Welfare Reform Benefitted The Poor

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Has Welfare Reform Benefitted The Poor? Before addressing this question, I thought it necessary to review some background information in regards to the history of poverty in America and the establishment of government welfare programs in response to it. During the 19th Century there were no federally funded welfare programs, aid for the poor was community based by private organizations, churches and small state programs. The Great Depression of the 1930’s caused massive unemployment and reduced the average American family’s income by forty percent. The federal government intervened with work and public relief programs; these programs were small and generally limited to widows and orphans. In 1935 as part of the Social Security Act President…show more content…
As the Civil Rights movement intensified so did the population of Americans living below the federal poverty threshold (Song, 2001). President Johnson responded by declaring “war on poverty”. He proposed and Congress passed the Economic Opportunity Act, which established the Office of Economic Opportunity (OEO). The OEO administered federal funds to finance social welfare programs to states and local governments. Medicaid, Food Stamps, SSI, and Women, Infants, and Children (WIC) were added to the already established AFDC welfare program. The years following the Economic Opportunity Act brought with them a 34 percent increase to the welfare caseloads (Besharov, 2006). The main reason that a poor family became eligible for AFDC was that the father was absent. As stated earlier; in 1935 widows, supported fifty percent of children receiving benefits; by 1983 divorce, separation and out of wedlock births became the primary reason of being a single mother. By 1995, unmarried mothers headed almost 60 percent of all AFDC families, with a growing number of them resulting from births to teen mothers. In other words, the majority of welfare mothers shifted from widowed, separated, divorced women to poorly educated, never married women who had no income other than welfare. Adding to the dysfunction, AFDC placed no demand that welfare recipients obtain work, and little…show more content…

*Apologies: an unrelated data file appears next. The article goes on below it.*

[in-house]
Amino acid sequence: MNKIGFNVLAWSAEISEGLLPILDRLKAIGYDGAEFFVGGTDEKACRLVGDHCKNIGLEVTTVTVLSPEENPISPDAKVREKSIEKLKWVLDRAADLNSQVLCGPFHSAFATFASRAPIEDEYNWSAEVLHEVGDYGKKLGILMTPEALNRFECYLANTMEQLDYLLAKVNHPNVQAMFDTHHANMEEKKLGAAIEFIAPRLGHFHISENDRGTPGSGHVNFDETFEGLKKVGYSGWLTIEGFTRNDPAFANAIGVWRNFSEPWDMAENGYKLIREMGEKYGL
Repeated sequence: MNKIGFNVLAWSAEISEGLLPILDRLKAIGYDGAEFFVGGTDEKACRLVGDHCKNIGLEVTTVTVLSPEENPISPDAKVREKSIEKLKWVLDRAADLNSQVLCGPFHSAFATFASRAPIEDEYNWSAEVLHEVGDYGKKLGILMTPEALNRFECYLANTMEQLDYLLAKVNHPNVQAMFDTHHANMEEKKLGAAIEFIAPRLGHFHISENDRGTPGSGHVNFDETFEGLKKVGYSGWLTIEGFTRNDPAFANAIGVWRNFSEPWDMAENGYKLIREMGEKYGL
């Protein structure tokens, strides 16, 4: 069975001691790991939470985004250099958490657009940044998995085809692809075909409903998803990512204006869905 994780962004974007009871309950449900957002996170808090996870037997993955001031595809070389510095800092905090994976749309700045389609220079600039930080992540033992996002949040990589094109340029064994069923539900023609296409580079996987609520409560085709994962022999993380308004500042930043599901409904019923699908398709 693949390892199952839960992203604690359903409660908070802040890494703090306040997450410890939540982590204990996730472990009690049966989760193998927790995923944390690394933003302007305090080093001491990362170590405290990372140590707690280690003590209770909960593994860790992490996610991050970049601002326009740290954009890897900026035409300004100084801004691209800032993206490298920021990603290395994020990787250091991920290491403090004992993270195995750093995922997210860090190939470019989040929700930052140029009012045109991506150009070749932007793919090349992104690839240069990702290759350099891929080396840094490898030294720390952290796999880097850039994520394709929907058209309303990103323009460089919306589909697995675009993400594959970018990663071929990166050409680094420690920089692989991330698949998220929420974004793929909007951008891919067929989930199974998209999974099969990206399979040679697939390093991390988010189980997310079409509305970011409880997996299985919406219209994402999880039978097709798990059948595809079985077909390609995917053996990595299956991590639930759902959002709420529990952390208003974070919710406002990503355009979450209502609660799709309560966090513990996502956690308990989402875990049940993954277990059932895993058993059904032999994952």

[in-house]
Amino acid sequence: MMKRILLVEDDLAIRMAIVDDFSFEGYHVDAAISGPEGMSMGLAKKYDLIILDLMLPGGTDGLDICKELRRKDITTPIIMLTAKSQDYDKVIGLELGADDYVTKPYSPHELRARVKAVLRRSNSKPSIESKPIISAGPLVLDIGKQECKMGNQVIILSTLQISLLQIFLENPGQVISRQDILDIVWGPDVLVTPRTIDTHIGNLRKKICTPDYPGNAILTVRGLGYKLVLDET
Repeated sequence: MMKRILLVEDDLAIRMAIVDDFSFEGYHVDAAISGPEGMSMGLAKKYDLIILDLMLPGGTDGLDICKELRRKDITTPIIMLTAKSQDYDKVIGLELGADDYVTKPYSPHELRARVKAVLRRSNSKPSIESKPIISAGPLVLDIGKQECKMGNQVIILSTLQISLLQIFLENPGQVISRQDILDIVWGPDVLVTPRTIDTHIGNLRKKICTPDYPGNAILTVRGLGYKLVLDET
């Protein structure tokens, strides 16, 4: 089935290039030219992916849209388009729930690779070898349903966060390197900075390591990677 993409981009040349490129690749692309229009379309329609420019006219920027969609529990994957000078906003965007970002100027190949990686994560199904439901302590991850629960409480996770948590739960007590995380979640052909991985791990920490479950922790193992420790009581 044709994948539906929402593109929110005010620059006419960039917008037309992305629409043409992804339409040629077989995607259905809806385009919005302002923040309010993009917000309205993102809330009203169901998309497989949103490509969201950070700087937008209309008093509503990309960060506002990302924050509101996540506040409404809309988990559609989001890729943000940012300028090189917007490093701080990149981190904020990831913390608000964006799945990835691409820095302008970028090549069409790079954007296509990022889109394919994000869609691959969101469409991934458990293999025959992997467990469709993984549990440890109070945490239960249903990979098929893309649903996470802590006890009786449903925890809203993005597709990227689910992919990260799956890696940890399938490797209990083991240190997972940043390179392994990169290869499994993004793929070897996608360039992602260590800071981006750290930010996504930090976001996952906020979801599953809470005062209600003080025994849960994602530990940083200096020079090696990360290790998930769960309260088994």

From the looks of things it was not giving anything of value to poor families, in actuality it was taking things of value from them. Keep in mind the US Census Bureaus’ claim that there are two main reasons American children are poor; one their parent’s don’t work much and two fathers are absent from the home. The truth of the matter was the ADFC program of the 60’s and 70’s was subsidizing poverty and creating what it sought to eliminate. (Snyder, 2004). The most widely cited impact of welfare reform was the decline in the welfare caseload, according to Baiver (2002), the number of families receiving welfare fell by 56 percent between 1994 and 2000. However, the success of welfare reform cannot be determined solely on the decrease of welfare caseloads; more important is the question what has happened to the children and families who have left the welfare system? More than 40 studies conducted by states since 1996 showed that about 60 percent of the adults who left welfare were employed. More notable was national data from the census bureau showing that between 1993 and 2000 the percentage of low income, single mothers, with jobs, grew from 58 percent to nearly 75 percent. Employment among never married, the most disadvantaged and least educated subgroup of single mothers , grew from 44 percent to 66 percent an increase of 50 percent over the same period(Haskins, 2011). Throughout this period, child poverty fell and
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